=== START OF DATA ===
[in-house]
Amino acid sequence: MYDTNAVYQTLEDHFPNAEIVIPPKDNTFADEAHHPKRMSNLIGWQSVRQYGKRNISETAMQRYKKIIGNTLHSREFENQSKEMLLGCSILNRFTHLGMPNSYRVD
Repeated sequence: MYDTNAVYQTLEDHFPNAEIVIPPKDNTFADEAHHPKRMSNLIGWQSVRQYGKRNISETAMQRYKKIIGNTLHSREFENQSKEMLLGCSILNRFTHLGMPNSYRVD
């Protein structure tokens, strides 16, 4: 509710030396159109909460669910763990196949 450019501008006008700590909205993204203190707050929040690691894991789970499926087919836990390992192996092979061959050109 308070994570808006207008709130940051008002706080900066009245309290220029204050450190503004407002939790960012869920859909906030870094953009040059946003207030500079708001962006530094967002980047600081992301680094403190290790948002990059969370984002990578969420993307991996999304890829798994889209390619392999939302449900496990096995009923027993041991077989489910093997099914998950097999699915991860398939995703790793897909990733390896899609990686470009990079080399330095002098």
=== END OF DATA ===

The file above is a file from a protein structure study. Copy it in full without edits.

[in-house]
Amino acid sequence: MYDTNAVYQTLEDHFPNAEIVIPPKDNTFADEAHHPKRMSNLIGWQSVRQYGKRNISETAMQRYKKIIGNTLHSREFENQSKEMLLGCSILNRFTHLGMPNSYRVD
Repeated sequence: MYDTNAVYQTLEDHFPNAEIVIPPKDNTFADEAHHPKRMSNLIGWQSVRQYGKRNISETAMQRYKKIIGNTLHSREFENQSKEMLLGCSILNRFTHLGMPNSYRVD
């Protein structure tokens, strides 16, 4: 509710030396159109909460669910763990196949 450019501008006008700590909205993204203190707050929040690691894991789970499926087919836990390992192996092979061959050109 308070994570808006207008709130940051008002706080900066009245309290220029204050450190503004407002939790960012869920859909906030870094953009040059946003207030500079708001962006530094967002980047600081992301680094403190290790948002990059969370984002990578969420993307991996999304890829798994889209390619392999939302449900496990096995009923027993041991077989489910093997099914998950097999699915991860398939995703790793897909990733390896899609990686470009990079080399330095002098």